March 21, 2010
Health care under attack; Iggy awol
This pretty pretty McLeans snap shows Iggy with his youth friends.
Toronto Star (March 19, 2010)
Ignatieff missing in the fight to save health care
By Bob Hepburn
Ever since he became leader of the Liberal party, Michael Ignatieff has been searching for an issue on which he can make a real difference in the lives of Canadians.
He's tested topics ranging from the economy and Afghan detainees to government waste and foreign trade. But he's had virtually no impact on any of them.
Strangely, though, Ignatieff has ignored medicare, which needs a national champion to lead the fight against the wave of health privatization sweeping across Canada.
Health care ranks first or second in almost every poll asking Canadians to list their biggest concerns. More than 80 per cent of us also fear health-care spending will be slashed in coming years as Ottawa and provincial governments tackle their deficits.
And yet Ignatieff, like most federal politicians, appears afraid to enter what may be the most important debate in Canada over the next several years. Any talk of preserving or reforming medicare instantly becomes a point of controversy, and politicians like Ignatieff love to avoid controversy.
In an open letter last month to Stephen Harper outlining Liberal priorities for the current session of Parliament, Ignatieff urged him to implement 13 initiatives.
Not one of them dealt with health care.
Ignatieff's failure to even mention health care was a huge mistake because Canada's cherished medicare system is under siege.
Like every developed country, our system is faced with spiralling costs and uneven quality of care. Over the past decade, Ontario and other provinces have closed small hospitals, consolidated others and laid off nurses and other health-care workers in a bid to control health costs, which can eat up as much as 50 per cent of a provincial budget.
The main federal tool to regulate health care, the Canada Health Act, is no longer enforced by Ottawa. Indeed, some provinces, notably British Columbia and Quebec, blatantly thumb their noses at the act by allowing private hospitals and clinics to open without any fear of sanctions by Ottawa.
At the same time, supporters of private delivery of health care are increasingly vocal. They are touting the so-called benefits of private health care, about "choice" and "liberalization," which are softer words than "privatization."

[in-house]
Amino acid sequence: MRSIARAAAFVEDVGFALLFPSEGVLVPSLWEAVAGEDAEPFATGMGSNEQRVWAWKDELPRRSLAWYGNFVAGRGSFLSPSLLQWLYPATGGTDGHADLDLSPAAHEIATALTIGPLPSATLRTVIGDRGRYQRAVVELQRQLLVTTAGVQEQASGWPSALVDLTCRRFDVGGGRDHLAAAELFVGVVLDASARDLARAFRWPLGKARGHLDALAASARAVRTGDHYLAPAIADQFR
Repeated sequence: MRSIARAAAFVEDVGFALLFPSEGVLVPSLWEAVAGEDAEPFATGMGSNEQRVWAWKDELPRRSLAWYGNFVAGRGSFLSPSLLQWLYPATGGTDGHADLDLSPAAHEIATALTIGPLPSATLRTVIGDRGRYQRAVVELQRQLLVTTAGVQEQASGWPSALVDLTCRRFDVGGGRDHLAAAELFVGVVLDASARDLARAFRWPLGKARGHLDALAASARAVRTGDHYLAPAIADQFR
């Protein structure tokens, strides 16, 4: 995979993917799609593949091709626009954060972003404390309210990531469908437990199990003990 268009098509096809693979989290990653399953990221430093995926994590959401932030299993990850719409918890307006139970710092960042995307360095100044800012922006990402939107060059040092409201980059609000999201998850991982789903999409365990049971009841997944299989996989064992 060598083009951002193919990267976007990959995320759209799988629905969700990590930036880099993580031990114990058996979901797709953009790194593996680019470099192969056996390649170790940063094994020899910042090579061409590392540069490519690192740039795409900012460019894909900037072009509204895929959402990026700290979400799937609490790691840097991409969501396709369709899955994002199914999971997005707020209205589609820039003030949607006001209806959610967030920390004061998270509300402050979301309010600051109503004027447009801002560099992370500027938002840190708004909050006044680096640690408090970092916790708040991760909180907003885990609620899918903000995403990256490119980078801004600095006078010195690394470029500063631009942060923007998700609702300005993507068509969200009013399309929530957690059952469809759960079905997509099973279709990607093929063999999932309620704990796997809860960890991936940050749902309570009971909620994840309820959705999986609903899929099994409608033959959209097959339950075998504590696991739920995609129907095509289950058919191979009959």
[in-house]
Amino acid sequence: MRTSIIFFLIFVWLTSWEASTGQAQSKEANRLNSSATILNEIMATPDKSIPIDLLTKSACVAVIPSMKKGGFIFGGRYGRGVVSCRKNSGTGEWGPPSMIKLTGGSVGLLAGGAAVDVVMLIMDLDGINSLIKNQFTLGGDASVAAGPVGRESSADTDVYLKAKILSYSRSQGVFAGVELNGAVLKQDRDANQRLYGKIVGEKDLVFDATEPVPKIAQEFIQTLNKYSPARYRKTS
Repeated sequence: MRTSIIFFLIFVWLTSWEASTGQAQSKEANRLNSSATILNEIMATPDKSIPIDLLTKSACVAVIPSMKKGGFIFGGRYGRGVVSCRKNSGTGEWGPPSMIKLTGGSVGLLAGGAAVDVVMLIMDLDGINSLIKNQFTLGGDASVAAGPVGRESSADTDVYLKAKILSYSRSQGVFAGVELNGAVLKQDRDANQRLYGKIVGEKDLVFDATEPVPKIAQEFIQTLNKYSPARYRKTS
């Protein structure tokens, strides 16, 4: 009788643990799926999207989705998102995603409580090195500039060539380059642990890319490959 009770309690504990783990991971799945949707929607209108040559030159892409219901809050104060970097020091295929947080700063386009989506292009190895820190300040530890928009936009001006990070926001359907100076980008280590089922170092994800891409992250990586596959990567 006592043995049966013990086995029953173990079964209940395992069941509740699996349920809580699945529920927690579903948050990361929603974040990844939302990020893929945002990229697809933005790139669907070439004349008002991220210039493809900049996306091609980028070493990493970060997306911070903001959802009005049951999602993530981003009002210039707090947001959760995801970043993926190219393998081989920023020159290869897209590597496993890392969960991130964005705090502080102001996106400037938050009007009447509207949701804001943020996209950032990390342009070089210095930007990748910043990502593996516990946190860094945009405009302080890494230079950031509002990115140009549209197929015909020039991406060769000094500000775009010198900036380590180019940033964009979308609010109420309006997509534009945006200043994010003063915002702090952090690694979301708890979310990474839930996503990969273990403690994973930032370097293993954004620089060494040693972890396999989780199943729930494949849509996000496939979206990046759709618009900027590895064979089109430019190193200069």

Let's be clear, though. Private health care is first and foremost about making huge profits for private hospitals, insurance companies, doctors and others with a vested interest in private delivery of health services.
In Canada, the debate over health care is about to heat up again as Ottawa and the provinces get ready for the next major fight over funding.
That's because the current federal health accord, signed in 2004 by former prime minister Paul Martin, expires in 2014. That's four years from now, but many for-profit groups are already preparing their assault on medicare as we know it.
The 2004 accord gave the provinces $41 billion extra to help lower hospital wait times and improve overall health delivery. Last year, the federal government paid $129 billion in health transfers. The provinces would be hard-pressed to make up any cuts by Ottawa.
The coming talks are critical because, besides dealing with just money, they will offer an opportunity for Canada to reaffirm the basic tenets of medicare, especially equity, quality and sustainability.
Who will lead this fight?
Surely it won't be Harper, (LOL! - Ry eds) who isn't likely to give the provinces any extra money, but will allow them even greater power to introduce more and more private health care.
So it must fall to Ignatieff. Despite his reluctance so far, he still can become the champion of medicare. His first chance comes next weekend when, during their three-day policy conference in Montreal, the Liberals will hold a 75-minute session discussing the future of health care.
Ignatieff should use the occasion to defend medicare, counter the attacks by the private health-care advocates and outline a vision of how to fund the system in the future.
If he fails to do so, medicare could be at serious risk.
RY Eds - health care is already at serious risk
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